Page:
The spinal cord performs the critical function of relaying messages between your brain and various body organs. It controls everything from your ability to move your arms and legs to basic functions like breathing and heart rate. When the spinal cord gets injured in any way, it can mean losing your full or partial ability to walk, move, or even breathe on your own.
According to the National Spinal Cord Injury Statistical Center, about 17,730 new spinal cord injuries occur in the U.S. every year, and the lifetime costs for care can exceed $1 million for severe cases.
Getting the right treatment fast is obviously important. However, medical care is not cheap in Illinois. Moreover, your financial challenges may increase with prolonged pain and suffering and lost wages due to inability to work. At Mike Agruss Law, our personal injury attorneys can help you recover maximum compensation if you have been injured due to someone else’s negligence.
With our seasoned spinal cord injuries lawyers on your side, you only need to think about your recovery – and not worry about paying for your health costs or rehabilitation. Reach out to us for a free, no-obligation consultation today.
What Is a Spinal Injury?
A spine injury refers to any damage to the spinal cord that disrupts the signals between the brain and the body. Think of it like a cut in a power cable; the electricity cannot flow properly.
The human spinal cord is a bundle of nerves running down the middle of your back, and it is protected by a spinal column of bones (the vertebrae). When these nerves get damaged, either by being compressed, stretched, or severed, it wrecks the entire communication system. Loss of movement, feeling, and control over most body functions below the level of the back injury is a common sign.
Common Types of Spinal Cord Injuries
Just like there are different types of bone fractures (compound, transverse, oblique), there are many types of spinal injuries. Each one needs to be treated in a different way, but all of them are serious.
Complete spinal cord injury
This is the type of catastrophic injury where the spine is fully severed or wounded, which cuts off all communication between the brain and the body below the injury point. The result is total paralysis below the injured area.
Incomplete spinal cord injury
Here, the spine is partially damaged. Some signals can still get through, so you might have some movement or feeling below the injury.
This affects the lower part of your body, including your legs. Paraplegia generally occurs after the lower part of the spinal cord gets injured.
Also known as tetraplegia, this affects both your arms and legs. It’s usually the result of an injury to the upper part of the spinal cord, near the neck. Christopher Reeve, best known for bringing Superman to life on the big screen, suffered this injury due to a horse-riding accident and never recovered from it.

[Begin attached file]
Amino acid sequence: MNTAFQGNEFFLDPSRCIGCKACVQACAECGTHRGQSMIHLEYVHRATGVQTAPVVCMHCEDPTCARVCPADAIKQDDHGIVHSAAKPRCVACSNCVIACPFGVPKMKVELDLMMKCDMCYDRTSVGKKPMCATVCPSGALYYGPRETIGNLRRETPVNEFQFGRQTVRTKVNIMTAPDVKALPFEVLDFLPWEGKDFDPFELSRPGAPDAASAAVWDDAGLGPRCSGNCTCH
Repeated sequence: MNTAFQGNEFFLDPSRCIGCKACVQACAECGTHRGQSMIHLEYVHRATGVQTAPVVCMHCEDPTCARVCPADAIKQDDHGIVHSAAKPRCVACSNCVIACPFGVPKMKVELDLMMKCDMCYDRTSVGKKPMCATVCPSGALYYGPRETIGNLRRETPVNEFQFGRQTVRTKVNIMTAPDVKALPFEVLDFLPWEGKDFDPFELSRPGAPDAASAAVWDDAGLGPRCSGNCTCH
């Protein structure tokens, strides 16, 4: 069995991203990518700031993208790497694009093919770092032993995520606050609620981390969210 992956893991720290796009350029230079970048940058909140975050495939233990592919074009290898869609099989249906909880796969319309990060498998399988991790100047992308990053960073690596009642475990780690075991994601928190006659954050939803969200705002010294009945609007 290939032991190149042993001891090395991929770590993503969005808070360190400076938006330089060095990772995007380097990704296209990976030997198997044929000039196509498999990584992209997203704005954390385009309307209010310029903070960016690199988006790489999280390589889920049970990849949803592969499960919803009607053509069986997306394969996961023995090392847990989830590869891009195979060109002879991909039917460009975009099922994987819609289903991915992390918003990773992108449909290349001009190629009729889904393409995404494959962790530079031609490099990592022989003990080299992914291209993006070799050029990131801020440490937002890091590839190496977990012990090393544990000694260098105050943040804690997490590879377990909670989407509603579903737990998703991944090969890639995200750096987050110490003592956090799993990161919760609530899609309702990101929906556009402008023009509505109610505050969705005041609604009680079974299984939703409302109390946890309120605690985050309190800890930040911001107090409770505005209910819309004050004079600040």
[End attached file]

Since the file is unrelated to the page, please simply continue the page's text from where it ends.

Cervical spinal injuries
These are injuries to the neck area and can be the most severe, often resulting in full paralysis or even death.
Thoracic spinal injuries
These occur in the upper and mid-back and can affect your torso and legs.
Lumbar spinal injuries
These happen in the lower back and can affect your hips and legs.
Sacral spinal injuries
These are injuries near your hips and can affect the legs as well as bodily functions like bowel and bladder control.
These are bruises on the spinal cord. They are less severe than a complete or incomplete injury but can still cause significant complications.
This is when one of the soft cushions between your vertebrae slips out, pressing on the spinal cord or nerves.
This is when one or more of the vertebrae crack or break, which can lead to spinal cord damage if not treated right away.
Accidents That Can Cause Spinal Cord Injuries
Any situation where your body goes through a sudden jolt can damage your spine. This is why car, truck, motorcycle, and bicycle accidents are the leading cause of spinal and back injuries. But there are several other situations where people sustain similar injuries:
- Slipping and falling, especially from a height, can put a lot of pressure on your spine
- Contact sports like football or activities like diving into shallow water
- Heavy lifting or falling objects at construction sites
- Sometimes surgeries or medical treatments can go wrong
- A strong electric shock can cause muscles to contract violently, damaging the spine
- Bus or train accidents where the spine suffers major force of impact
- Collisions on the water when you are in a boat, where you are thrown around
- If you are a pedestrian and hit by a car while walking
- Kids climbing and falling off playground equipment (swings, monkey bars)
- A dangerous animal attack can also result in spine injuries
How Much Compensation You Can Receive for a Spinal Injury Claim?
The amount you can recover through an Illinois personal injury claim in these cases depends on several factors, including: